"It's fine." She responded so quickly he never got to justify himself. "It's fine, Spyro."

A rush of relief swept through him, and then Cynder spread out a wing as though beckoning him closer. "Come here."

Spyro stepped forward sheepishly until their sides were pressed together and her wing was draped securely over his back. She pulled him down until they were resting on their stomachs side-by-side and placed her paw over his. Her warmth seeped into his scales and he pressed closer on instinct, resting his head against the side of her neck.

"Is that better?" she whispered.

Spyro nodded dumbly, rubbing his cheek against her scales. Her warmth and scent were reassuring, but when he closed his eyes his mind still buzzed with a thousand thoughts. With a sigh, he opened them again.

"Why can't you sleep?" Cynder murmured, squeezing his paw gently. When he didn't respond, she asked a different question. "Will you tell me what bothers you?"

"It's…" Spyro sighed and lifted his head from her shoulder, gazing up into the dark canopy. He felt like he was staring into a void of darkness, where only the tiniest patches of moonlight could break through. "I just can't stop thinking. My head feels like it's buzzing."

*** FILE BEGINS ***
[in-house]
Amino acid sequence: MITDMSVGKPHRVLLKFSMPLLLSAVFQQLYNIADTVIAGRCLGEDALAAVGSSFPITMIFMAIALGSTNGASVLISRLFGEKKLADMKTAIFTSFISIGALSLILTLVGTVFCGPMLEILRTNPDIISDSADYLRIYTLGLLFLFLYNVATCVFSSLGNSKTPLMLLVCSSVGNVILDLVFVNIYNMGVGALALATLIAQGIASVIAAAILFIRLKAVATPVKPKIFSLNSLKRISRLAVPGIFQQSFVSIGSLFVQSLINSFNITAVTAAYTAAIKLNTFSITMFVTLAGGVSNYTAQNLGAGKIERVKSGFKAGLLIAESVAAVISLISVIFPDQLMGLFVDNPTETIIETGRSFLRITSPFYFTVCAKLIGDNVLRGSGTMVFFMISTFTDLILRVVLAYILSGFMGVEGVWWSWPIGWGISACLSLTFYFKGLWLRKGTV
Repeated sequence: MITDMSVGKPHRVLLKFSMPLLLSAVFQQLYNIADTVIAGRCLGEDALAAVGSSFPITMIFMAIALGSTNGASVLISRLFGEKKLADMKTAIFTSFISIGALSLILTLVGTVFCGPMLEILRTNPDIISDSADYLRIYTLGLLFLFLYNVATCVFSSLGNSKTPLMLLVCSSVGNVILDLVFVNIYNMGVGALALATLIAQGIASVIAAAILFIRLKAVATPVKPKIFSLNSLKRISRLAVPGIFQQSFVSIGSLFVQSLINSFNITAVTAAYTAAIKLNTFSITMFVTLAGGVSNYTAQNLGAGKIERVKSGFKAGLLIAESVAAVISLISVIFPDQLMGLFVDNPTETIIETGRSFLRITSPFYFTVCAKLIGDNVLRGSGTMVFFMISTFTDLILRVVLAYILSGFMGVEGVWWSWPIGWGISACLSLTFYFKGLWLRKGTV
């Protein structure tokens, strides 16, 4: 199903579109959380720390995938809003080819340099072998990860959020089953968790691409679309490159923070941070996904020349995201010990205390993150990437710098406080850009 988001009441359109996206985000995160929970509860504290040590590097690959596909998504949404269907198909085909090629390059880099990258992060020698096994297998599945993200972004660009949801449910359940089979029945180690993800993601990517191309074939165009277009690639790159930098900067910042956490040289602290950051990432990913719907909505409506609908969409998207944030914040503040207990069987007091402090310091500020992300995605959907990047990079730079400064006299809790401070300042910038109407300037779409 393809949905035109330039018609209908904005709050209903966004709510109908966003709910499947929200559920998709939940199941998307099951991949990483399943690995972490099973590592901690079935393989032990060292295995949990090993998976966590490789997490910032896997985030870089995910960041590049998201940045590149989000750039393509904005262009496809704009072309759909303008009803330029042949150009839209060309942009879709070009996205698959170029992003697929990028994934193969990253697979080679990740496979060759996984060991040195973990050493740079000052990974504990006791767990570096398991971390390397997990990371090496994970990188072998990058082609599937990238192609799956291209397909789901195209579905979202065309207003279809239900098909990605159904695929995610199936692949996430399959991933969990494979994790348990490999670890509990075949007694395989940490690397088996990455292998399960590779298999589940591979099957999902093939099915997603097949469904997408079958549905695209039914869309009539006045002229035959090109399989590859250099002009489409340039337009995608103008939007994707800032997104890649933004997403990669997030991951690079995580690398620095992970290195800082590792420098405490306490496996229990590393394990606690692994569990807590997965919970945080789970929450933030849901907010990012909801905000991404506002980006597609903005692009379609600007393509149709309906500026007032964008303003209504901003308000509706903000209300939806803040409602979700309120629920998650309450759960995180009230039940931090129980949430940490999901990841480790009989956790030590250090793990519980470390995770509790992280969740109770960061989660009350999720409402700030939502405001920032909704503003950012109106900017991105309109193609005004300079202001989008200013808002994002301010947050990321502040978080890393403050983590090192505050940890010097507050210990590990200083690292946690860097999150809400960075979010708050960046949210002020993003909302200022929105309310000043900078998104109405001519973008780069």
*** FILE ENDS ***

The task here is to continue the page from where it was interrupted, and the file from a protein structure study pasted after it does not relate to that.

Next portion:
"About?"

He smiled wryly and looked away. "Everything."

Cynder's paw squeezed his again, firmer this time. He placed his free paw on top of hers and stared at the delicate black scales beneath his talons. She had such dainty paws, even for a dragoness.

"The Magic Crafters?"

He nodded.

"Warfang?"

Another nod.

"Us? Our friends?"

Spyro stroked her paw and closed his eyes. "Yeah. Everything."

Cynder hummed quietly and Spyro felt her nuzzle the side of his neck. "It'll be okay, you know. We'll find the Magic Crafters and they'll help us get everything under control. And Warfang will still be there when we return. Dragonkind is strong. We'll be okay."